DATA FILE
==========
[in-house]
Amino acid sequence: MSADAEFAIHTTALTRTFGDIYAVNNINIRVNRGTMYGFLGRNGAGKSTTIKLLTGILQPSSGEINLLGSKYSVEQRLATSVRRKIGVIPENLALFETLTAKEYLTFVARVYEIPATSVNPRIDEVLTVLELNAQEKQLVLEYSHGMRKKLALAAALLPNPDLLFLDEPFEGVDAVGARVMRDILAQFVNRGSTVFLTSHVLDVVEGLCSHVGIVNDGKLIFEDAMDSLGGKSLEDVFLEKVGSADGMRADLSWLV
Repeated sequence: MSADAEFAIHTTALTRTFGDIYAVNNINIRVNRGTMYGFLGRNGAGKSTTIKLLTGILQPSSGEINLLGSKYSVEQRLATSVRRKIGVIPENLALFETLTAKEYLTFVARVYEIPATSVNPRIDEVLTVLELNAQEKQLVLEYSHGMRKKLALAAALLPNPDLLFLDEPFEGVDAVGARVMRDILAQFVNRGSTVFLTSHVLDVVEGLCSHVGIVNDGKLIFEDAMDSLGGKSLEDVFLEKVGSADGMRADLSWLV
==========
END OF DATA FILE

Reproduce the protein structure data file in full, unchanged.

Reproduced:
[in-house]
Amino acid sequence: MSADAEFAIHTTALTRTFGDIYAVNNINIRVNRGTMYGFLGRNGAGKSTTIKLLTGILQPSSGEINLLGSKYSVEQRLATSVRRKIGVIPENLALFETLTAKEYLTFVARVYEIPATSVNPRIDEVLTVLELNAQEKQLVLEYSHGMRKKLALAAALLPNPDLLFLDEPFEGVDAVGARVMRDILAQFVNRGSTVFLTSHVLDVVEGLCSHVGIVNDGKLIFEDAMDSLGGKSLEDVFLEKVGSADGMRADLSWLV
Repeated sequence: MSADAEFAIHTTALTRTFGDIYAVNNINIRVNRGTMYGFLGRNGAGKSTTIKLLTGILQPSSGEINLLGSKYSVEQRLATSVRRKIGVIPENLALFETLTAKEYLTFVARVYEIPATSVNPRIDEVLTVLELNAQEKQLVLEYSHGMRKKLALAAALLPNPDLLFLDEPFEGVDAVGARVMRDILAQFVNRGSTVFLTSHVLDVVEGLCSHVGIVNDGKLIFEDAMDSLGGKSLEDVFLEKVGSADGMRADLSWLV